Remembering Sarah Cullen
Sarah Cullen reported for Today from 1994 until her retirement some 8 years ago. Her specialism was reporting on Northern Ireland but she was also a fine social affairs reporter. Sarah died at home this weekend and leaves a son, Tom.Head of Programmes, Steve Mitchell, writes:
I have many fond memories of Sarah, not least the long conversations about Tom and how proud she was of him and later how much she was looking forward to their life together after she left the BBC, I am sure he will be finding this very hard.
Sarah's professional life was inextricably linked to her wonderful, challenging, engaging and never predictable personality. She seemed passionate about everything in her life and words such as 'average' or 'good enough' were never part of her vocabulary. Nor indeed did she ever seem familiar with the concepts of 'office hours' or 'too risky'. If Sarah thought a story worthy of attention she would pursue it relentlessly with an energy and passion that had to be experienced to be appreciated, but which always, always could be heard on air, a passion that could turn the mundane into journalistic gold dust.
Two particular recollections: A trip to Glasgow to cover drug dealing where she disappeared for nearly a week, but the eventual reports were full of outstanding images and gripping voices. When I asked how she had won the trust of those involved I learned she had 'adopted' one of the addicts involved and ended the week ensuring that the young woman attended and stayed in rehabilitation.
Second; a call at one o'clock in the morning from Sarah who without any preamble said 'Steve, here's someone who wants to talk to you.' Before I had fully woken up a man with a very strong Irish accent was explaining that he was with the Provisionals and was demanding to know whether I could vouch for this 'mad woman' he'd found talking to people on the Falls Road in the middle of the night. I said she did indeed work for us, he said 'Thank God we can let her go .. I was afraid we would have had to keep her and she's terrifying!'
Needless to say Sarah came up on Today next morning with a live two way and a brilliant package and the audience would have been completely unaware of what had gone on the night before. .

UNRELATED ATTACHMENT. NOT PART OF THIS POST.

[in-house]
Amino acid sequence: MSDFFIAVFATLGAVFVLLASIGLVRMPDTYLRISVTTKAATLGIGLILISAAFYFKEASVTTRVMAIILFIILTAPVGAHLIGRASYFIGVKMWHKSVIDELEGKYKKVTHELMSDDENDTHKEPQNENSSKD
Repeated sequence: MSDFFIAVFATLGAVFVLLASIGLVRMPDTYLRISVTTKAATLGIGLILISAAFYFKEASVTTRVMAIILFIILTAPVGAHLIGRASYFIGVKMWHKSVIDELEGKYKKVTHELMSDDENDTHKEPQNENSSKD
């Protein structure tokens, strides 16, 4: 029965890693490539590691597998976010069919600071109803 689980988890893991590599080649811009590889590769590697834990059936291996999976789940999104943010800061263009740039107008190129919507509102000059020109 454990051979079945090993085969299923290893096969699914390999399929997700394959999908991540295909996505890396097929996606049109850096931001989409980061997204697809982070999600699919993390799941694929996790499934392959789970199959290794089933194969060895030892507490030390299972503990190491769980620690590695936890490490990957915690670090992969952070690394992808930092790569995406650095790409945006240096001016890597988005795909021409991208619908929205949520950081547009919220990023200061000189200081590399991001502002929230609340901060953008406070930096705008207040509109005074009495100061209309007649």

Finally all Sarah's bravery and determination came to the fore when health problems ended her BBC career. I will never forget the calm, dignified and courageous way she dealt with that. I was supposed to be a manager helping her, it was, of course, the other way round ……Radio Newsroom Editor Richard Clark writes:
Sarah was different, distinctive, brave.
Different because she was almost the polar opposite of her fellow reporters on Today. Most were male and had been talented spotted at an early age by BBC Radio. Sarah came from tv, from 'the opposition' (ITN), was a little older and was a woman. Sarah was a competitive animal: she wanted to show she was as good - if not better -than anyone.
However, she did not go with the prevailing style, which is where distinctiveness comes in. Sarah's reporting was not about the 'shakers and movers' - it was about those affected by the shakers and movers. It came from the streets rather than the board room or the debating floor. If an output editor wanted to find out what impact a governmental decision had on working people, they'd go to Sarah. She had the knack of finding people at the sharp end of someone's policy, someone's decision. And the harder it was to find authentic voices, the harder Sarah would work.
Which is why bravery deserves a mention. There are remarkably few reporters who could find those voices in Northern Ireland - but Sarah could. She would arrive in Belfast late at night, tell you she was off to one of the so-called 'no-go' areas (where better to start?) and that she WOULD file for the morning. And if she said she would, she DID. It was difficult and dangerous and it was of enormous benefit to R4 listeners.
But - and this can't be said of everyone - she would make light of the dangers she ran and she could laugh at herself.
Finally, she could stop being a journalist. Yes, she could bang on about stories she'd done, but she could also surprise by talking simply and charmingly about family and especially about Tom.